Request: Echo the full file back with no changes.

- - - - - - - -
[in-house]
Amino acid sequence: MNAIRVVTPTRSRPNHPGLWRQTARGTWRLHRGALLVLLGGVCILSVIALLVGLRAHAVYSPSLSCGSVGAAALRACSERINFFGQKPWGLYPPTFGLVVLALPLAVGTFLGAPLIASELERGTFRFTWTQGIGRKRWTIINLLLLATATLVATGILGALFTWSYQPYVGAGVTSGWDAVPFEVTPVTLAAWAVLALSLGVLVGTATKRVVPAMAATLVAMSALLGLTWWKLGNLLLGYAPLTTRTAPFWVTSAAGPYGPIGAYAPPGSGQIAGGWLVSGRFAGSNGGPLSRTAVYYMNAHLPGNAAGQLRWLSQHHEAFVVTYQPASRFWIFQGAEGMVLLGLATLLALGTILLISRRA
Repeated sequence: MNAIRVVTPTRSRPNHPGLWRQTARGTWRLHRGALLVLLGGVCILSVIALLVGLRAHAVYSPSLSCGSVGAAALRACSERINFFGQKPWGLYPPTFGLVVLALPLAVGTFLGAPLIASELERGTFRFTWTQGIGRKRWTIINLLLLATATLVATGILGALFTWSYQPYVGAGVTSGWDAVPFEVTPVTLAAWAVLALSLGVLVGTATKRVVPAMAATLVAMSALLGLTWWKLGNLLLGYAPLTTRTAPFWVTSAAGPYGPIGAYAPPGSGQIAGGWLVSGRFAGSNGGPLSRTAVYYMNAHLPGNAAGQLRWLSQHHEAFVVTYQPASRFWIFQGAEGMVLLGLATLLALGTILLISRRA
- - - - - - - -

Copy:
[in-house]
Amino acid sequence: MNAIRVVTPTRSRPNHPGLWRQTARGTWRLHRGALLVLLGGVCILSVIALLVGLRAHAVYSPSLSCGSVGAAALRACSERINFFGQKPWGLYPPTFGLVVLALPLAVGTFLGAPLIASELERGTFRFTWTQGIGRKRWTIINLLLLATATLVATGILGALFTWSYQPYVGAGVTSGWDAVPFEVTPVTLAAWAVLALSLGVLVGTATKRVVPAMAATLVAMSALLGLTWWKLGNLLLGYAPLTTRTAPFWVTSAAGPYGPIGAYAPPGSGQIAGGWLVSGRFAGSNGGPLSRTAVYYMNAHLPGNAAGQLRWLSQHHEAFVVTYQPASRFWIFQGAEGMVLLGLATLLALGTILLISRRA
Repeated sequence: MNAIRVVTPTRSRPNHPGLWRQTARGTWRLHRGALLVLLGGVCILSVIALLVGLRAHAVYSPSLSCGSVGAAALRACSERINFFGQKPWGLYPPTFGLVVLALPLAVGTFLGAPLIASELERGTFRFTWTQGIGRKRWTIINLLLLATATLVATGILGALFTWSYQPYVGAGVTSGWDAVPFEVTPVTLAAWAVLALSLGVLVGTATKRVVPAMAATLVAMSALLGLTWWKLGNLLLGYAPLTTRTAPFWVTSAAGPYGPIGAYAPPGSGQIAGGWLVSGRFAGSNGGPLSRTAVYYMNAHLPGNAAGQLRWLSQHHEAFVVTYQPASRFWIFQGAEGMVLLGLATLLALGTILLISRRA